The Sardinia Deep Space Antenna (SDSA) is the new ASI’s scientific unit located in San Basilio, Cagliari.

The center is able to provide support services for interplanetary and lunar missions and to allow the development of radio science activities.

The SDSA shares a part of the facilities and infrastructures with the Sardinia Radio Telescope (SRT), but has its own equipment and a specific control center to communicate with space vehicles. The SRT, manufactured by the INAF (National Institute for Astrophysics) in cooperation with the Italian Space Agency, the Sardinia Region and the Ministry of Education, University and Research, is designed for radio astronomy and is managed by the INAF. 

The SDSA has now become officially operational in the context of the NASA’s Deep Space Network, but will also provide communication and navigation services for the European interplanetary probes, in connection with the ESA’s ESTRACK network. The antenna, which was born thanks to agreements between the ASI and the INAF and a specific ASI-NASA agreement, which ensure it is used in multiple interplanetary missions in cooperation with the Jet Propulsion Laboratory – (JPL), will allow scientists to pick up the extremely weak signals emitted by the satellites and interplanetary probes in the deep space.

Its debut was connected with the final stage of the Cassini mission in the Saturn system, where the SDSA followed the last days of the long journey of the probe, before diving into the planet’s atmosphere, last September 15th.

The agreements between the ASI and the INAF include exclusive activities by the Agency in the field of scientific and technological research, with infrastructures, equipment and communication and tracking operations related to the deep space and common interest activities which involve industries such as Radio Science, the monitoring of Space Debris and Space Weather. An increased capability for the SDSA, which will be further enhanced at later stages to give a full Deep Space Ground Capability to the country and will lead Italy to be increasingly involved in the current and future interplanetary missions.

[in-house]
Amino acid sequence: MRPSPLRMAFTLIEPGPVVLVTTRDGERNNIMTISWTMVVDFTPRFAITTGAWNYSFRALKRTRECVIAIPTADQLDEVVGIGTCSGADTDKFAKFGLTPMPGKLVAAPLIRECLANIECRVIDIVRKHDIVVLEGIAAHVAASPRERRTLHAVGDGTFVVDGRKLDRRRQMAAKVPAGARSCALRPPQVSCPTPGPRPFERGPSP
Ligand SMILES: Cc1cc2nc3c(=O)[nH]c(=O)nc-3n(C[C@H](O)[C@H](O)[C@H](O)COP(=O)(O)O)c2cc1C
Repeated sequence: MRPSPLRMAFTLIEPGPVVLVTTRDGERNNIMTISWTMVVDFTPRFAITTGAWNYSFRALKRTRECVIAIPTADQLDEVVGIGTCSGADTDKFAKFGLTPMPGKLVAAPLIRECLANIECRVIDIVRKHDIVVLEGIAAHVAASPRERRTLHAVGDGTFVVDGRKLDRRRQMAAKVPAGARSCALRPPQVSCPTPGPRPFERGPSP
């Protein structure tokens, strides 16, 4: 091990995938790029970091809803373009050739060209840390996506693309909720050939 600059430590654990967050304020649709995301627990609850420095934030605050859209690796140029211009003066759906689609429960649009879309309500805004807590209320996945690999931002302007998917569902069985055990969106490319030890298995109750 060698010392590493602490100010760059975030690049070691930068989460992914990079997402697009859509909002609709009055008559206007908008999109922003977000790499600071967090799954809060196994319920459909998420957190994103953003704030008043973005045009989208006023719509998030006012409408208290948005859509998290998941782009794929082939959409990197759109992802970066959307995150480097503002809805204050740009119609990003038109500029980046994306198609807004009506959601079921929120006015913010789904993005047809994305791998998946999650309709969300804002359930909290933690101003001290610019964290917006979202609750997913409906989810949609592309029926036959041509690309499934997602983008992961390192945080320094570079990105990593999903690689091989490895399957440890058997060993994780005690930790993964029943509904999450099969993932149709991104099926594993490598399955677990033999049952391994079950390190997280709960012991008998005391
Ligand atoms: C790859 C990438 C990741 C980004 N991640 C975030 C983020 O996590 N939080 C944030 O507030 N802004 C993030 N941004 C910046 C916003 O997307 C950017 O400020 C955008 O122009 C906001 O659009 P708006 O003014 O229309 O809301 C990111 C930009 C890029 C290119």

The next steps of the SDSA development programme include the enhancement of the instruments and workforce, which will allow, by 2020, a full operational capability by the SDSA to provide complete services such as an International Deep Space station.  Furthermore, the Ka-band reception capability and, following an appropriate design stage, the transmission in the X and Ka-bands (the latter is specifically designed for radio science) will be added to the current X-band reception capability.

The first ASI’s external research unit, located by the INAF Observatory in Cagliari, is already carrying out data analysis, experimentation and research activities thanks to the SDSA, which involve broad scientific and technological space contexts and are related to the different types of interplanetary missions. The SDSA unit also carries out joint research activities with the INAF, within contexts of common interest. An agreement between the ASI and the NASA, signed in 2018 – which supersedes the agreement signed in March 2017 – lays down the further activities planned to develop the capability of the SDSA and its support activities to the NASA missions, including the acquisition of the tracking and telemetry data of the interplanetary probes, as well as the system validation and mission operations. Furthermore, an agreement was signed between the ASI and the University of Cagliari to carry out research and development activities in several fields of space scientific research.
The entry into service of the Sardinia Deep Space Antenna is the first step of a long and ambitious path, which aims at reaching the full reception and transmission capability in order to contribute to the management of the several missions to Mars which will be launched starting in 2020. 

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